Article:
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A TOWN'S TRANSPORT
By Alfred Woolf, B.A.
several large commercial undertakings operating modern fleets of vehicles under C licence. There is also a corporation transport department operating almost 200 vehicles, other than buses, with efficient methods.
This diversity is typical of the industry to-day. In attempting to examine it closely, one discovers not only a cross-section of transport in Brighton, but also of the country as a whole.
Taking into account urban development around Brighton and Hove—that is, including Portslade, Southwick and Shoreham, but excluding Rottingdeanthe population of the area exceeds 250,000. It is accommodated in the narrow coastal plain between the English Channel and the South Downs, which rise up 800 ft. behind the towns. To the west, the plain widens, but The name itself was an inspiration of Ald. J. J. Clark, one of the first directors. Almost all the company's operations to this day are performed against the background of the Downs. The first service ran to Worthing, via Pulborough and Storrington, and this, too, reflects the general tendency of the concern to run long through routes. Cross-country services in sparsely populated rural areas were not lightly undertaken. Regular headways and linking of services at country cross-roads have ensured, from the beginning, that the maximum convenience is offered to the largest possible number of people.
To-day, the concern operates a fleet of 920 vehicles, with a reputation for excellent appearance and condition. In the Brighton area, for the operational purposes of the company separate from depots at Eastbourne, Worthing, Chichester and Portsmouth, there are 250 buses and a staff of 900. Altogether some 4,000 people are employed in the peak season. All major overhaul work is carried out at the central workshops at Portslade.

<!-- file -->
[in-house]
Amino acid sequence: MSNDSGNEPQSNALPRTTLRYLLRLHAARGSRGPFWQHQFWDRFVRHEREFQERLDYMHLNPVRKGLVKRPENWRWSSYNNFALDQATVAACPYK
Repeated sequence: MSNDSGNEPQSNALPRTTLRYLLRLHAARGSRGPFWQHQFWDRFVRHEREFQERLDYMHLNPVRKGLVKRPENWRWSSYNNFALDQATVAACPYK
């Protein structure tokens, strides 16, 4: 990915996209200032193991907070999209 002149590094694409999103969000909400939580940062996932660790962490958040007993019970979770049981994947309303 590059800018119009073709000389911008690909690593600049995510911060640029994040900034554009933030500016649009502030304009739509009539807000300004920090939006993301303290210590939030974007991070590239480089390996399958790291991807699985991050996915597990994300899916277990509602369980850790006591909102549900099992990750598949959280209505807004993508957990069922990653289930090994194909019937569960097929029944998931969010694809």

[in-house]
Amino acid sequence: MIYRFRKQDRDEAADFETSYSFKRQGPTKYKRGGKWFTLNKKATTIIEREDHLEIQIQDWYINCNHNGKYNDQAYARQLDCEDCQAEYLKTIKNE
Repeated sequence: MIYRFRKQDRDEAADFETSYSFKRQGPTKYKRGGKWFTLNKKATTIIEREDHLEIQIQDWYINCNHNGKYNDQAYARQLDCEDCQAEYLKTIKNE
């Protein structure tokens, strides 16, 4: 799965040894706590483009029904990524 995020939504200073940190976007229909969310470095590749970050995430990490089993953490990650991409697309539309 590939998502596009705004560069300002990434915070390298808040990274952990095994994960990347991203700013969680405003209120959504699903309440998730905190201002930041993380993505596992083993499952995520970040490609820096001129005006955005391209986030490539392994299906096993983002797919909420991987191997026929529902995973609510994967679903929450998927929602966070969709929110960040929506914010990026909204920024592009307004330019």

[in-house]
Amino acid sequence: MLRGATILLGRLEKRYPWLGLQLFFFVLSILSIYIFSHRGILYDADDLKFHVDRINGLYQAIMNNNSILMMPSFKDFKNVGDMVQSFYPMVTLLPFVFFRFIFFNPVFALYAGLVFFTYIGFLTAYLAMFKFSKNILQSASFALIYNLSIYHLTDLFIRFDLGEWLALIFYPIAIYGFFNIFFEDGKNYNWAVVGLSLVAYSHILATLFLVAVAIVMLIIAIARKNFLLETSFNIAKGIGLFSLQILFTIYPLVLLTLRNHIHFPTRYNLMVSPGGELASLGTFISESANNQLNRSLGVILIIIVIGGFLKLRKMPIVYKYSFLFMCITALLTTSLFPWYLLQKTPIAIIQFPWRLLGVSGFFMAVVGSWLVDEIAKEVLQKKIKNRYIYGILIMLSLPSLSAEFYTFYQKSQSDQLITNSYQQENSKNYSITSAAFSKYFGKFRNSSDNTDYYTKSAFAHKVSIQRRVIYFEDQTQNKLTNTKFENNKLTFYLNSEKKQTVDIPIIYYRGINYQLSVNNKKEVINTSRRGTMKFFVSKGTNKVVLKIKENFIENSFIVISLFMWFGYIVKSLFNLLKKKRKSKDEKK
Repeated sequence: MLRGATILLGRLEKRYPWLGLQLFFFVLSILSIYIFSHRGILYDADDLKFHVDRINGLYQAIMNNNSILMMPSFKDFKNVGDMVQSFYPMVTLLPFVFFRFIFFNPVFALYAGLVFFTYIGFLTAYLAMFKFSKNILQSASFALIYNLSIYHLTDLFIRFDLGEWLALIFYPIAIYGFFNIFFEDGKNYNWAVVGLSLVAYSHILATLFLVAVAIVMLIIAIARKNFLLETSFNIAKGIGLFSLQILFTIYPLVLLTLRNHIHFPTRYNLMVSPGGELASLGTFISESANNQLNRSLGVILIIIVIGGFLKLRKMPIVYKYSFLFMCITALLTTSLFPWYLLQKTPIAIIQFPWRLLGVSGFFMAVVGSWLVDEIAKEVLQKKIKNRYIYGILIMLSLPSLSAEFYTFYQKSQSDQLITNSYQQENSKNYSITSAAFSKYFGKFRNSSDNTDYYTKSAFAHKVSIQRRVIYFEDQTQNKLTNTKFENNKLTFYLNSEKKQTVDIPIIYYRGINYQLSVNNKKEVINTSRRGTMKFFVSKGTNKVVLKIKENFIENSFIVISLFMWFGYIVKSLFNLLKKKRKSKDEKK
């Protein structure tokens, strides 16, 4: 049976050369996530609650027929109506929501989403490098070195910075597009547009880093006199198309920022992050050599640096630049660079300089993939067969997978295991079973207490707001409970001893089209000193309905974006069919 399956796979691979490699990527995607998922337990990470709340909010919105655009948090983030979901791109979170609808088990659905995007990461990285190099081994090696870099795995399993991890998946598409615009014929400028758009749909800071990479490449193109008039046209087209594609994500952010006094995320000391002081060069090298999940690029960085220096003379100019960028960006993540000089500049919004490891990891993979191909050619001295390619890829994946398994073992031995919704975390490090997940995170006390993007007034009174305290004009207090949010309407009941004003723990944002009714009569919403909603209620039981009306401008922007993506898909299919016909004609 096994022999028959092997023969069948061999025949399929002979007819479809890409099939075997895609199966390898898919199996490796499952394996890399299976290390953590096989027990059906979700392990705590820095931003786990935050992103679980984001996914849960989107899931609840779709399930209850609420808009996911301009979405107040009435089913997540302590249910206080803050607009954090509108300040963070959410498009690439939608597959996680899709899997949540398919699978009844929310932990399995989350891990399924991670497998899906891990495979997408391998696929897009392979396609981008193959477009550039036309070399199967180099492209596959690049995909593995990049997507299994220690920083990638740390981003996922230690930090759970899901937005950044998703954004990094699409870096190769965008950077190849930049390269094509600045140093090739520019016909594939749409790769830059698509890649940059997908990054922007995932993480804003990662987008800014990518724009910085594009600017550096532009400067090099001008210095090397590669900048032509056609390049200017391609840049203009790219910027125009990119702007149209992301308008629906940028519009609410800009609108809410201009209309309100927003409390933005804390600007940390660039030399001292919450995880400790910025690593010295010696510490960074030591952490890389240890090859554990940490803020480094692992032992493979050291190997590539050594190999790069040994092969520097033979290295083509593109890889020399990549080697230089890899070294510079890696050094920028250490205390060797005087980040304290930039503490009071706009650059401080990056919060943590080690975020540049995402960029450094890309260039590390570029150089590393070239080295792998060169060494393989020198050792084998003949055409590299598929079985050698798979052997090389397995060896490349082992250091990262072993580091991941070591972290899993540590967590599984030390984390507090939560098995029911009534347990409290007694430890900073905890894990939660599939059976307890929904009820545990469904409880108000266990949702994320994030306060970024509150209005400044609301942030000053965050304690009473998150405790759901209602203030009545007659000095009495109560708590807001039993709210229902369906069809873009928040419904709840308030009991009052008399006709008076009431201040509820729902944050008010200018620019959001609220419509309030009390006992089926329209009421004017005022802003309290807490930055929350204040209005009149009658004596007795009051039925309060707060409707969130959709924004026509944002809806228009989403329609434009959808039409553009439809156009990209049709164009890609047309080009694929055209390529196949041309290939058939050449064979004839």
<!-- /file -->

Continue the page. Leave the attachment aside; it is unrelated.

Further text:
The stage-carriage route-mileage totals 1,101 and express service mileage amounts to another 455.8. Last year the company carried 134,394,673 passengers over 33,120,000 miles.
These figures indicate the soundness of the policy adopted by the general manager, Mr. A. F. R. Carling, M.Inst.T. "Our fleet," he says, "is very much a shopwindow fleet. But there is an economic justification for smart vehicles. A. great number of our passengers do not have to travel. We have to persuade people to ride, for so large a proportion of our custom is derived from holidaymakers and retired people in the area, to whom travel is simply an adjunct to but not an essential part of their stay."
This statement is no sweeping generalization, for Southdown vehicles are everywhere considered to set the standard for cleanliness and good maintenance. The company also attracts custom in other ways. It pioneered the inclusive holiday tour, a natural extension of which was the Continental tour. During the summer, 20 smart open-top Guy double-deckers are put into service, and are seen filled to capacity all along the coast from Eastbourne westwards. These are permanently open-top vehicles, unlike some operated by Brighton, Hove and District concern, which can be converted from normal double-deckers to open-top vehicles in less than an hour.
Some Leyland Cub petrol-engined 20-seaters are also maintained in perfect condition for their particular use, for the coach fleet of 340 vehicles includes a variety of types to, meet every need from express service to conducted tours. Of the bus fleet, 120 are single-deckers and 460 double-deckers. Long routes and large-capacity vehicles, close headways and stringent maintenance are the principles on which the company relies., Co-ordination in Town Services A SOMEWHAT similar whey is seen in the opera" tions of the two town service operators. But the major interest in the passenger-transport system of Brighton itself lies in the unusual co-ordination system. Motorbuses were operated in Brighton as far back as 1902, when a Milnes-Daimler double-decker was introduced into the horsed-bus fleet of the B.H.P.O.